For the deaf, blind it's easy to find way around town
In Alabama city, one in 15 do not see or hear
TALLADEGA, Ala. -- For more than a decade, shoe salesman Robert Weaver volunteered to teach blind children how to bowl, wrestle and lift weights at the nearby school for the blind.
Then, approaching his 50s, he added another skill -- sign language -- and organized choral groups and taught Sunday school for deaf and blind students.
"I knew fewer people could communicate with the deaf than the blind," says Weaver, now 76. "I slowly found my niche."
That kind of accommodating attitude is becoming more common in this city of 15,000, which is the home of the Alabama Institute for Deaf and Blind and where one in 15 residents do not hear or see.
The town square and a handful of streets have traffic signals that speak, telling blind pedestrians when it's safe to cross. Several churches offer services in sign language, and it's not unusual to find store and restaurant workers who sign.
Christa Camp, a waitress at Stampede Steakhouse and Diner, has mastered signing foods to her deaf customers.
"It makes them a lot more comfortable," Camp said. "They're in every business around here. They have to shop and eat just like we do."
Next in store for the Stampede: menus in Braille.
And thanks to college-prep and vocational programs at the state school, more employers are hiring students from the institute.
Beverly Stone, who graduated from AIDB's school for the deaf in 1974, said her education there gave her the confidence needed to attend a public college and get a job.
She has worked at the local First Citizens Bank for 26 years and said she has noticed her co-workers and customers trying harder to communicate with the deaf and hard of hearing.
"All of them try to use sign language," she said, communicating during an interview through an interpreter. "At first I was very nervous with people, but after a while it was no problem."
William "Ran" Ransome Gordon Jr., case manager for the deaf and hard of hearing for AIDB, said people in Talladega have become much more willing to communicate with sign language than they were when he arrived 24 years ago.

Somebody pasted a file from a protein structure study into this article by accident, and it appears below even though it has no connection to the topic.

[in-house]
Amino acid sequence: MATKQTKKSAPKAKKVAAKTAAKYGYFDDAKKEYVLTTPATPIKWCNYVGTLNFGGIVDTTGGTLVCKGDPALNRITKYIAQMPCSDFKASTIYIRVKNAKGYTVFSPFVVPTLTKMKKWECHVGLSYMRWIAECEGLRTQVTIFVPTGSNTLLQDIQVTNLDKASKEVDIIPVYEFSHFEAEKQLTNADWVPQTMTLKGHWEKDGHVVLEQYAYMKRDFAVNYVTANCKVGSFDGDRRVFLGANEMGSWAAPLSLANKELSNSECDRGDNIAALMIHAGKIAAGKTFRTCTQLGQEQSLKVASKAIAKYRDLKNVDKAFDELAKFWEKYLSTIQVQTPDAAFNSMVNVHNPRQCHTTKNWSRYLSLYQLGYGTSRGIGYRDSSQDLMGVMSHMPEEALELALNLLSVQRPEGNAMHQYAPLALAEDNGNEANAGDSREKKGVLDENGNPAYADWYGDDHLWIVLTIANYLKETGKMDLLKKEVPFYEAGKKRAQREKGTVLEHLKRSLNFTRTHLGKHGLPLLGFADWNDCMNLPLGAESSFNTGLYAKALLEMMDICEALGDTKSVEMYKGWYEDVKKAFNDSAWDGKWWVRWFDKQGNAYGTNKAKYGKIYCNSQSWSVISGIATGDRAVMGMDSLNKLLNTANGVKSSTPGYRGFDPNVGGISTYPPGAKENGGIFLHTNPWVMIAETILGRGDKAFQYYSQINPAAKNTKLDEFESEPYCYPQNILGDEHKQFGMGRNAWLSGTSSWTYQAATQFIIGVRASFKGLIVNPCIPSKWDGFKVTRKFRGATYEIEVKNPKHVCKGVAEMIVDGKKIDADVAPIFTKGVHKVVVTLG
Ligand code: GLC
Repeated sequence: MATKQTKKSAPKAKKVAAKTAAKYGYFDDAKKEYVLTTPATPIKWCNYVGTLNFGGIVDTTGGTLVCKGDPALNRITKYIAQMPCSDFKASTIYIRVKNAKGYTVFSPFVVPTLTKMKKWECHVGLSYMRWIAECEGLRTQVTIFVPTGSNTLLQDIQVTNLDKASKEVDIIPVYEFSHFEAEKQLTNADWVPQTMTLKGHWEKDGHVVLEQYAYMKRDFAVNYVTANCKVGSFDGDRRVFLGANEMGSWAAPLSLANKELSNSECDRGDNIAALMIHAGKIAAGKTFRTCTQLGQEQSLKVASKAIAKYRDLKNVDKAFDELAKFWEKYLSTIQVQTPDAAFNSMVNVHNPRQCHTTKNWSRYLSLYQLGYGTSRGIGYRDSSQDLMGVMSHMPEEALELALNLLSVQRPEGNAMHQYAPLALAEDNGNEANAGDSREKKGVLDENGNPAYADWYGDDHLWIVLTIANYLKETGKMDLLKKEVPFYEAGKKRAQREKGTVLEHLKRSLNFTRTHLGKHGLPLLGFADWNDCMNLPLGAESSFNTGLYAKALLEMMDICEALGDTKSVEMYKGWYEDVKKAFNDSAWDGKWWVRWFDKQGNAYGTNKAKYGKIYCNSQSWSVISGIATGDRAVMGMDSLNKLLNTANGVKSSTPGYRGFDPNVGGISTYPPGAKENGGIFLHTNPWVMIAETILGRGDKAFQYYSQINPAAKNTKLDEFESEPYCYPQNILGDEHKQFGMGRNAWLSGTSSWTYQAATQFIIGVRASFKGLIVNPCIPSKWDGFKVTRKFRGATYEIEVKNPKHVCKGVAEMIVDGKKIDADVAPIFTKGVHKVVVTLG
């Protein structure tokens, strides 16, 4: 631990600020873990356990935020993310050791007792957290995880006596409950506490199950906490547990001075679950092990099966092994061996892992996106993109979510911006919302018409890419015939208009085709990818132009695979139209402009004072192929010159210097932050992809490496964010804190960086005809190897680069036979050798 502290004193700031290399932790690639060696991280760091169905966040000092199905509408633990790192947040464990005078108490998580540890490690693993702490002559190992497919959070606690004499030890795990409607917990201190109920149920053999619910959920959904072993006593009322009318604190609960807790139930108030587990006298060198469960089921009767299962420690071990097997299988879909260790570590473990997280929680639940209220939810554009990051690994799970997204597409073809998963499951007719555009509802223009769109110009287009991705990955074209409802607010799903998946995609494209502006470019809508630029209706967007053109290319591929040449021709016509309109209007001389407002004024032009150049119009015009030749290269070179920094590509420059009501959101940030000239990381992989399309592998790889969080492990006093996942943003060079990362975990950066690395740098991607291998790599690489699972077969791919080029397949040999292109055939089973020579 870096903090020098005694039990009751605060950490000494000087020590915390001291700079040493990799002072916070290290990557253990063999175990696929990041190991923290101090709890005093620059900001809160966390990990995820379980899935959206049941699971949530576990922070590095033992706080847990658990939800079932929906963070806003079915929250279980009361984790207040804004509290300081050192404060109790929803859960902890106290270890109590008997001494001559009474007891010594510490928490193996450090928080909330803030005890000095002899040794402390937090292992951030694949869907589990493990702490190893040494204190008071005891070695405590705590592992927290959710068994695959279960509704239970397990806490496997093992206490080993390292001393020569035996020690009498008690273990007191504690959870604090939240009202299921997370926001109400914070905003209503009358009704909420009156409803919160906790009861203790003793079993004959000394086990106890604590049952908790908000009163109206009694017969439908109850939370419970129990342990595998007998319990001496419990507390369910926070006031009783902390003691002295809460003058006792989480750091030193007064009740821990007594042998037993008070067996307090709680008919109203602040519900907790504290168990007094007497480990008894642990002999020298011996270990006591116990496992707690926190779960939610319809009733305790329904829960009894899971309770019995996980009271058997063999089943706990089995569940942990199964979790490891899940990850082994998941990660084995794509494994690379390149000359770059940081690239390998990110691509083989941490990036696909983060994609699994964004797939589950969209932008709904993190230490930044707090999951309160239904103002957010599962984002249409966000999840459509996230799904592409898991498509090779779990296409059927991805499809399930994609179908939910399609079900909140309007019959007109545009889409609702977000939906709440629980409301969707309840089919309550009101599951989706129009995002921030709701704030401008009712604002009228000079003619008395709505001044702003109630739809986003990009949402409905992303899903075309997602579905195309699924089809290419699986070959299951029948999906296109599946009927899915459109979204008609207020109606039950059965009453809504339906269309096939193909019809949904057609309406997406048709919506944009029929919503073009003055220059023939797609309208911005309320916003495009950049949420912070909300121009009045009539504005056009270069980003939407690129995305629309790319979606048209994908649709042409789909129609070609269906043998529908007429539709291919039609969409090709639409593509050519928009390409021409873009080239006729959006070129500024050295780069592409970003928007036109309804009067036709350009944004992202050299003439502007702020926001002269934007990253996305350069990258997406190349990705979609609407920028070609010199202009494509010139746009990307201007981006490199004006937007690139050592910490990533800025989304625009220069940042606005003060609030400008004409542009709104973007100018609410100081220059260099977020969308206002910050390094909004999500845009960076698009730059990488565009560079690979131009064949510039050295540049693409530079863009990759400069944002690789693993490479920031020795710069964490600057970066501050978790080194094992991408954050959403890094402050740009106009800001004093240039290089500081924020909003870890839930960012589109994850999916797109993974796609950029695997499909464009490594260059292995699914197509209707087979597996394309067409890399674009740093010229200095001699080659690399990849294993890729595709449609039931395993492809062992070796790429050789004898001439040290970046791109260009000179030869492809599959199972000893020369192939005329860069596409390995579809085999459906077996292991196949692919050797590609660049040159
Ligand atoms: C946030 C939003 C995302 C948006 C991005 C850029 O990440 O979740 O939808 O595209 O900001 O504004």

"I think they realize sign language will become almost a universal language," he said. "Now they come up to us. They know when we need help."
With the school's combined 410 students at its deaf and blind campuses, housing students ages 3 through 21, the community has grown accustomed to young deaf and blind people.
But Gordon said he worries about the world outside Talladega. He cited recent federal cuts in closed captioning for entertainment programs as an indication that people need to be more aware of disabilities.
"We don't need them to cut back on services for us," said Gordon, "It's like finding something you lost a long time ago."
Weaver recalls making dozens of visits to a Birmingham church, trying to pick up the intricacies of signing. Within a few years, he was organizing choral groups of deaf and blind children to sing and sign. He beams when he recalls the time his students sang for President Reagan at a National Prayer Breakfast.
He remembered blind students who could hear cheers at basketball games, but didn't know what the cheering was about until they were given a chance to experience sports by touch. Or how his deaf students could see churches and people praying, but couldn't grasp the concept of religion until it was explained to them through sign language.
Weaver said learning about communicating with the deaf and blind is crucial to improving their quality of life.
"It's been no sacrifice on my part," he said. "Some people like to fish or hunt. I like to help kids."
On the Net:
Institute for Deaf and Blind: http://www.aidb.org
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